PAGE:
Photo credit: Rex Arbogast/AP

Cubs catcher Miguel Montero has yet to throw out a base stealer this season, as runners are a perfect 31-for-31 with him behind the plate. Montero caught six innings against the Nationals last night, and they ran wild on him, stealing seven bases in just four innings. Four of those steals belonged to Trea Turner, who swiped all of them in the first three innings. After the game, Montero was upset, but not with himself.

From ESPN:

“That’s the reason they were running left and right today, because they [Arrieta] were slow to the plate,” Montero said after the Cubs’ 6-1 loss. “Simple as that. It’s a shame it’s my fault because I didn’t throw anyone out.

“It really sucked, because the stolen bases go on me. But when you really look at it, the pitcher doesn’t give me any time, so yeah, ‘Miggy can’t throw anyone out,’ but my pitchers don’t hold anyone on.”

Montero’s beef isn’t totally invalid. Jake Arrieta was on the mound last night, and like teammate Jon Lester, he invites runners to take bases. He’s tied for the league lead in stolen bases allowed with 15 this season, and he ranked fifth in the league with 23 steals allowed last season.

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But! Montero isn’t totally free of blame, either. Statcast can now measure the time between a pitch reaching the catcher’s glove and the ball reaching the base a runner is attempting to steal. This measurement is a catcher’s pop time, and as ESPN points out, Montero’s average pop time is 2.11 seconds, which is the second-worst time among active catchers.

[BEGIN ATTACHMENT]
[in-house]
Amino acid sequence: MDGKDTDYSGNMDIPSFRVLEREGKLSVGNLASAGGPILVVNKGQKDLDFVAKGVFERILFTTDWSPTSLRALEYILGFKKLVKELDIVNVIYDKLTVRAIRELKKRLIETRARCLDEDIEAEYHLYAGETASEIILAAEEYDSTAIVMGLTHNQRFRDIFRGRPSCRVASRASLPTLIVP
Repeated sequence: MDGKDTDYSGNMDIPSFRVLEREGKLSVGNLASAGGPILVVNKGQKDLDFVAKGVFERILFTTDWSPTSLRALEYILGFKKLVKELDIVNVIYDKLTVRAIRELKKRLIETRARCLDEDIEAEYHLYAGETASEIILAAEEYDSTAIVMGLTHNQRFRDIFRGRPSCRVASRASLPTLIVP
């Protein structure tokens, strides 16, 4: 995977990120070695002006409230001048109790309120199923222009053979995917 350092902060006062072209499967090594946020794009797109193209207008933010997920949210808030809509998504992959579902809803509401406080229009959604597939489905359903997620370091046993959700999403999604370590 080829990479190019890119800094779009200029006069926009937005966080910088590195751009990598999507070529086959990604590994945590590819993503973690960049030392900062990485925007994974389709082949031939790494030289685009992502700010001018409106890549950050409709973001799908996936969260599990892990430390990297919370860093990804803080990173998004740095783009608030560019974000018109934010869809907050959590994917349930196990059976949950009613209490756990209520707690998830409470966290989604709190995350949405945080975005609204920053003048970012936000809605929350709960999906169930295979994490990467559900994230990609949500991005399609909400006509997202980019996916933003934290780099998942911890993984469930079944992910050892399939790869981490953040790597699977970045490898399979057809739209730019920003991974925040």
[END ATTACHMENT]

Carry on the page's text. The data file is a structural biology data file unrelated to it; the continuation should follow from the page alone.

When Montero is behind the plate and either Lester or Arrieta are on the mound, there’s essentially nothing the Cubs can do to prevent runners from taking a base. Their opponents know this, and aren’t afraid to take advantage—the way Turner was swiping bags at will last night felt almost cruel.

These are the sort of niggling deficiencies that get overlooked when a team is running away with the National League, as the Cubs did last season. They’re struggling this year, though, and that means that all the little problems nobody cared too much about while the team was winning are suddenly big problems.

Update (12:21 p.m. ET): Life has come at Miguel Montero very fast:

[ESPN]